Felidar Guardian is banned.
Leyline of Abundance is banned.
Oath of Nissa is banned.
The first three bans of Pioneer came out late yesterday and we've got a lot to unpack. The two-card combo of the format is understandably too consistent and too powerful, and has direct and harsh demands on what you are allowed to play in a format with very limited removal. The other "two-card combo" was Leyline of Abundance and Nykthos, Shrine to Nyx and has also been removed from the format. These two combo shells were very much dictating what you were and weren't allowed to do, as ignoring either meant you could die as early as turn three.
Oath of Nissa may be the most surprising ban of this trio, but I really think this helps the format out. As I said last week, the four pillars of the format were Leyline Devotion, three-mana planeswalkers, Cat Combo and Thoughtseize + Abrupt Decay. Oath of Nissa was a large part of three of the four pillars and enabled a lot of "good cards" decks that they tried to avoid with the fetch land bans. There are just a lot of sideways synergies for the card that was also the single best cantrip in the format. As Sam Black put it: Oath makes more sense when I get that it's banning Astrolabe, not Ponder.
These bans combined means there's a lot more room for slowed-down play and a lot less demand for decks to interact on turn one. Mana accelerants and three-mana planeswalkers are still going to be very powerful, Nykthos is still going to make a lot of mana, but these strategies are no longer threatening to kill you as early as before and that makes room for slower, more powerful answers. That's the macro scale of changes, but I want to dig into the major players in the format and how these bans affect the metagame on a deck-to-deck basis.
These decks are obviously dead, but I wanted to harp on something specific here. Four-color planeswalker midrange is going to take a pretty big hit, and they can no longer lean on one-mana accelerants beyond Gilded Goose to produce anything other than green mana. This means that their mana will hurt more or their construction needs to get more conservative. Gilded Goose and Oko stick around, but these decks no longer get access to nearly as many early planeswalkers or as many colors of sideboard options. Energy midrange likely ceases to exist outside of decks built around Aetherworks Marvel and/or colorless Eldrazi.
The witch is not dead. These decks still have up to twelve one-mana accelerants, Nykthos, Shrine to Nyx is still legal, and they still are going to punish people trying to skip interaction in the first few turns. Don't get me wrong, this deck is no longer oppressively strong, and might even be relegated down a tier, but Burning-Tree Emissary is still going to be behind some really unfair starts. There are likely better green-based ramp decks for the time being, such as RagingTiltMonster's 6th place list from Friday's PTQ built around the Standard Scapeshift core of Arboreal Grazer and Elvish Rejuvenator.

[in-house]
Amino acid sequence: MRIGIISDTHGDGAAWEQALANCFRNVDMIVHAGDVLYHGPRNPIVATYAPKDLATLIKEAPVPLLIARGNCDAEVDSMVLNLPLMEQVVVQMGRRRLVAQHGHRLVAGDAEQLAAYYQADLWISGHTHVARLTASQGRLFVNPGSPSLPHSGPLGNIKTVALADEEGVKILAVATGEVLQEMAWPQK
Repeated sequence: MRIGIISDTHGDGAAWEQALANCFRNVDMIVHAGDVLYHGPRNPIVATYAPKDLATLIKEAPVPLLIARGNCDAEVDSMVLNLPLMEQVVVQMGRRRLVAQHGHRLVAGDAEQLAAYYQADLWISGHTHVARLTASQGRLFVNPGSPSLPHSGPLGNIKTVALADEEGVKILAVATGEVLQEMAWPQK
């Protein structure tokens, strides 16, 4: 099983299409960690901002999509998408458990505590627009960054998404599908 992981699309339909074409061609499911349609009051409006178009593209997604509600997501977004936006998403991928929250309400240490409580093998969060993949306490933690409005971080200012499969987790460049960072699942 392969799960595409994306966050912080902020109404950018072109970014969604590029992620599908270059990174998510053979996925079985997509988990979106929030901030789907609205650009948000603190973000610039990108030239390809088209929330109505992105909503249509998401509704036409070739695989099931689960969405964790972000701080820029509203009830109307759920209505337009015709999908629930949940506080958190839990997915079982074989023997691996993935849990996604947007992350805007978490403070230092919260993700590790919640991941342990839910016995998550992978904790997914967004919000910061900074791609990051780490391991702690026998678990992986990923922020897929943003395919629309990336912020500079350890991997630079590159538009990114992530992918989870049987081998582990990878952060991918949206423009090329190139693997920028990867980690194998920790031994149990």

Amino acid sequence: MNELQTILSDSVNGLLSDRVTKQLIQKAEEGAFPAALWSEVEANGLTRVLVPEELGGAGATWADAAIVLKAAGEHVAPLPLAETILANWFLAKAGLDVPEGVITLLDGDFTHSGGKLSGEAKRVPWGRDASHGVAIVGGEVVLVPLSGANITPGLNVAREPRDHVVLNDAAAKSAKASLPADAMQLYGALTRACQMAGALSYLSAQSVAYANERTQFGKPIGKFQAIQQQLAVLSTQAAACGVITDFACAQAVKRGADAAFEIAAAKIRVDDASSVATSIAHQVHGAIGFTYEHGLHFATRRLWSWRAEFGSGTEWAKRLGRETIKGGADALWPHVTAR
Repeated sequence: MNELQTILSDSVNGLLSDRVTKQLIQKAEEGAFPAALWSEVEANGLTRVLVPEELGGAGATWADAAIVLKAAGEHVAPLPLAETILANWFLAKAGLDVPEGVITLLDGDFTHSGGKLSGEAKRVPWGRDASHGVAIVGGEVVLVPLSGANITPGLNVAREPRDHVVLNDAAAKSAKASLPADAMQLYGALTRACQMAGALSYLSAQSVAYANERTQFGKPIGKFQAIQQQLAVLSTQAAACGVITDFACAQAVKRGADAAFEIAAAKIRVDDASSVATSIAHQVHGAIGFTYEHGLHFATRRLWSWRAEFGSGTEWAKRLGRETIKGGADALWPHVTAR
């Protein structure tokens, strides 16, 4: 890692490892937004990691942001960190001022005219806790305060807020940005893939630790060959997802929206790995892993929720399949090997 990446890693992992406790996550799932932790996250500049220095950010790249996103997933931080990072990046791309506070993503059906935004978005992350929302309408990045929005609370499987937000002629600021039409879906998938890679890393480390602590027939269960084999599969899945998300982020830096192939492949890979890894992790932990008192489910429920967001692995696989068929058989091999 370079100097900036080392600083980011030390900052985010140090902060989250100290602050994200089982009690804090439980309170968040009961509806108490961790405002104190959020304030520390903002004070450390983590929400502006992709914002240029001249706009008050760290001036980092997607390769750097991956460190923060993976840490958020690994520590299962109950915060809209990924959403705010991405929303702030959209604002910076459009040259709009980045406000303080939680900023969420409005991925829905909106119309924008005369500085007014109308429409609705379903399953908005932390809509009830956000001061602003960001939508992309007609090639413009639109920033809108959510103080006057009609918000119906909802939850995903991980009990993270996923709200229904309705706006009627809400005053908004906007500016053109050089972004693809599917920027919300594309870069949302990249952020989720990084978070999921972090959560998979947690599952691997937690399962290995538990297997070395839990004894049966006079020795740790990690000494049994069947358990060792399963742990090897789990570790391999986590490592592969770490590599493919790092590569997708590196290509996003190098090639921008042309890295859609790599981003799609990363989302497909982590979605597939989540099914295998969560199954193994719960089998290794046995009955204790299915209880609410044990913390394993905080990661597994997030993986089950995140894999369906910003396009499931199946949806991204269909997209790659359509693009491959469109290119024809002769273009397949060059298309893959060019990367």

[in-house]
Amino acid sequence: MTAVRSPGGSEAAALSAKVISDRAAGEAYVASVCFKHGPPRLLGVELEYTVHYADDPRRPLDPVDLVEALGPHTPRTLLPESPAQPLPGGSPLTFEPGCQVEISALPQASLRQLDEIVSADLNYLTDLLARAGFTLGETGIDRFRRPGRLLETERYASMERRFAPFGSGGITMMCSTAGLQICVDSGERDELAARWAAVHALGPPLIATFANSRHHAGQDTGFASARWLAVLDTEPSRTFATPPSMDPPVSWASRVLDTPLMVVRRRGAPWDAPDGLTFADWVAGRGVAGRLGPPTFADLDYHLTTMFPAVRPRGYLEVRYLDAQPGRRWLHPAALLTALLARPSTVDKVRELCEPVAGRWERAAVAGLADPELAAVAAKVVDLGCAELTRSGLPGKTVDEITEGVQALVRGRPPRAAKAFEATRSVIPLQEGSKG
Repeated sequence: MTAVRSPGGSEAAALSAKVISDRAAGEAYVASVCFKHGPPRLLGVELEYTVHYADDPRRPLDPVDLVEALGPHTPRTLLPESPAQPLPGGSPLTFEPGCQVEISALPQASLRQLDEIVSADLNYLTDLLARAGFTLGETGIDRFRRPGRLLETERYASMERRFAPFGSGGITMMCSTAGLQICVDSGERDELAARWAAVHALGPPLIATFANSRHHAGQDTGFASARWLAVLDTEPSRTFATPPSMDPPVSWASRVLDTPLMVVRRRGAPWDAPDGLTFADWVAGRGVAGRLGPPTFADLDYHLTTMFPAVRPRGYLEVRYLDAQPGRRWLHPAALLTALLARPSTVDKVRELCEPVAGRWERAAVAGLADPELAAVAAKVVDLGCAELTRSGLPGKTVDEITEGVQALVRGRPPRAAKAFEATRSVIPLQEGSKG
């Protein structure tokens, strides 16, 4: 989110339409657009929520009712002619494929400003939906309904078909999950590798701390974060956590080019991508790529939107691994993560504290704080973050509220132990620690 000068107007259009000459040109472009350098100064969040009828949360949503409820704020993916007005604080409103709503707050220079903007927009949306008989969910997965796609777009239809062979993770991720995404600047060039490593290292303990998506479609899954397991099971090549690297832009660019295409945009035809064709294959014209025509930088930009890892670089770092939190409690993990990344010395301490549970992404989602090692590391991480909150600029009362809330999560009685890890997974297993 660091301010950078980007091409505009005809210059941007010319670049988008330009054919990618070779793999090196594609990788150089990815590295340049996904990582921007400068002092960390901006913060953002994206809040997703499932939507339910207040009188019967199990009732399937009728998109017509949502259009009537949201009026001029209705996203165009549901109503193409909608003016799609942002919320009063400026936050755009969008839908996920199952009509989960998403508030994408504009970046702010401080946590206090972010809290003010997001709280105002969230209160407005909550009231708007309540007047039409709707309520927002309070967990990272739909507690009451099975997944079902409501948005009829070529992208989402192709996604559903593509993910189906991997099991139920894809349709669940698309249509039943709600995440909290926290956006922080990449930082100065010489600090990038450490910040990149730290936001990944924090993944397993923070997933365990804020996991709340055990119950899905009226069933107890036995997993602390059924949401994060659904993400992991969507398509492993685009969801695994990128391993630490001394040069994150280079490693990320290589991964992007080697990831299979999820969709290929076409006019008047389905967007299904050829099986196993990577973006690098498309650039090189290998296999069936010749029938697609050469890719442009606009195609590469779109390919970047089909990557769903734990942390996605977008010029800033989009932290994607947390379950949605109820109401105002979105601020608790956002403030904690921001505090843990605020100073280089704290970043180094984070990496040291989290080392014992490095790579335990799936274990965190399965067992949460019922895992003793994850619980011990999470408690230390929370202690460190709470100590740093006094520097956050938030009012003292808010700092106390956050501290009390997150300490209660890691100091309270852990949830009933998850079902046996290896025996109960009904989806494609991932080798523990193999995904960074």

I need to touch on the final pillar of this format that revolves around early planeswalkers and plays Thoughtseize + Abrupt Decay. These decks got beat up a lot after their early success by Veil of Summer and better-built combo decks. Still, they remained reasonable because Abrupt Decay was the best removal spell in the format and Thoughtseize and Fatal Push gave this deck early interaction in spades.
A lot of these things change with this announcement. While Abrupt Decay remains a powerful and versatile removal spell, it's no longer the clear best one with the change in context and the ability for decks to go further up the curve. Fatal Push similarly gets a lot more conditional if people move away from accelerants, but remains a very efficient spell.
Thoughtseize, however, remains as strong or stronger in the format as we go forward, granting a lot of information about the opponent's deck and picking apart their hand. Sultai was the "good stuff" fair deck of the format leading into the bans, but there are a lot of ways to play Thoughtseize and good cards. Especially as things lean fairer and space opens up for ramp strategies, Aetherworks Marvel, and the like, people will adjust their Thoughtseize and removal midrange decks to the colors with the appropriate answers. Sultai will live on in spirit, but the decks as currently built are not the way forward.
This is probably one of the strongest decks entirely untouched by the bans. Izzet Phoenix is a very efficient tempo deck as well as the single best home for Treasure Cruise in the format. Thing in the Ice // Awoken Horror and Arclight Phoenix attack opponents from multiple angles with the same enablers and none of this changes with the bans. In fact, Phoenix strategies probably benefit as the format shifts slower and fairer, as the combination of Arclight Phoenix, Thing in the Ice // Awoken Horror, Treasure Cruise, and planeswalkers can make life difficult for midrange and control decks, and the quick, evasive clock can punish slower, more powerful strategies like ramp. This deck was one of the most powerful decks before and it will remain so going forward.
Ensoul Artifact-based aggro decks have been just under the top tier of decks, and one of the things holding them back was that they weren't able to interact favorably with Cat Combo or Devotion Ramp and were often a tad slower than these decks. Creating a 5/5 on turn two is simply not very powerful against either of these decks. This style of disruptive aggro can potentially benefit from the format slowing down, as they are now one of the better decks at quickly deploying to the battlefield and then closing out. If the key turn of the format shifts back by a turn or two, Stubborn Denial becomes very powerful protection for this deck's early threats. I don't know that this is better than the next deck, but there is potential here.